Kim’s Story: How Aeroplan Miles Helped a First-time Filmmaker

Kim Laureen has been an Aeroplan Member for over a decade, racking up miles from everyday purchases as she worked and raised a family. She didn’t have a plan for using those miles – until Kim and her daughter, Megan Dirksen, had an idea for a documentary film and their passion project was born.

How long have you been collecting miles and what finally made you want to use them?

I have been an Aeroplan member for more than 10 years. We have a large family, and I used my card to collect miles for household purchases like groceries and for outings to the cinema, sporting events and restaurants – they really added up. I never really thought about what I would use the miles for. I was simply busy with life and raising my kids.

One day, my daughter Megan and I started to notice that, everywhere we went, everyone always had their heads down and weren’t engaging with each other. People – young people, especially – now spend so much time each day on the internet and social media. With depression and anxiety on the rise, we began to wonder how things might change if we could achieve more balance with our use of technology. This is where the idea for a documentary began.

How did your miles help you get your project started?

We connected with a family who lives off the grid in Devon, UK. They invited us to spend some time with them and see what it’s like to live a simpler life. So we cashed in the first of our Aeroplan Miles and away we went. As our story grew, we traveled to New York, Los Angeles, Texas, San Francisco and back to England again – earning and redeeming more miles along the way.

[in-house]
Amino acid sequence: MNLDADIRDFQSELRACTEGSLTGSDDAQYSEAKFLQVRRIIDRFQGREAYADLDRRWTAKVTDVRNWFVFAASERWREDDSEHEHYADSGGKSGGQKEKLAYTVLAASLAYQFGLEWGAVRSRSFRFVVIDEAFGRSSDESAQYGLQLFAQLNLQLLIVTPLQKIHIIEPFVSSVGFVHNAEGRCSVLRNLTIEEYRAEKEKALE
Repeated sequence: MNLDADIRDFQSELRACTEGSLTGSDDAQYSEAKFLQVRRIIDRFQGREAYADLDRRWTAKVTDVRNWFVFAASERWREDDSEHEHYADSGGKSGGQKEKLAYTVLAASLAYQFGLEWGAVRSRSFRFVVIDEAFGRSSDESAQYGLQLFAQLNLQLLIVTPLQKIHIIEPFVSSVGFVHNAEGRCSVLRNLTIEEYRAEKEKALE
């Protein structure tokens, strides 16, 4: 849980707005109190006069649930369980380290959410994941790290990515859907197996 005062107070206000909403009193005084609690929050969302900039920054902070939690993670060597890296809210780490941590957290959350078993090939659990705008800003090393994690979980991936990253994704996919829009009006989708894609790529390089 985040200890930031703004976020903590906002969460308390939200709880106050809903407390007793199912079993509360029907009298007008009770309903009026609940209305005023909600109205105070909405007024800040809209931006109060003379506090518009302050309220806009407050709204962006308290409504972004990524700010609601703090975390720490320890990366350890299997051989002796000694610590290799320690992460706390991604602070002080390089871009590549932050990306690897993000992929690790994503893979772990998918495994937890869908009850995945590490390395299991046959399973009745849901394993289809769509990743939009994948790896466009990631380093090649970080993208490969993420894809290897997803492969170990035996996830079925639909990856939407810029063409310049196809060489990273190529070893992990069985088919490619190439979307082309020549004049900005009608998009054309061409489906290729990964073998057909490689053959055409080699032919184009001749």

Our greatest obstacle as first-time filmmakers was that we had no funding. No one wanted to take a chance on us, but we believed in our ability to tell this story. We were grateful to have some Aeroplan Miles saved up because they allowed us to get to each filming location – something we couldn’t have done otherwise.

What did this journey mean to you on a personal level?

Each step along the way offered a new challenge – we were constantly learning and growing. I can confidently say that we are different filmmakers today than when we started. We like to tell anyone that the mistakes we made along the way are a part of our story and our film is “imperfectly perfect”, much like life itself.

We learned a lot from the people we met along the way, especially the Warburton family, who live off the grid. They have technology but they don’t rely on it, and they look to each other for meaningful interactions and happiness.

Kim and Megan are currently touring their documentary, Selfless (, Canada, US, Germany and the UK this Fall. They’re also working on a follow-up film addressing body image and beauty standards in today’s media-driven world.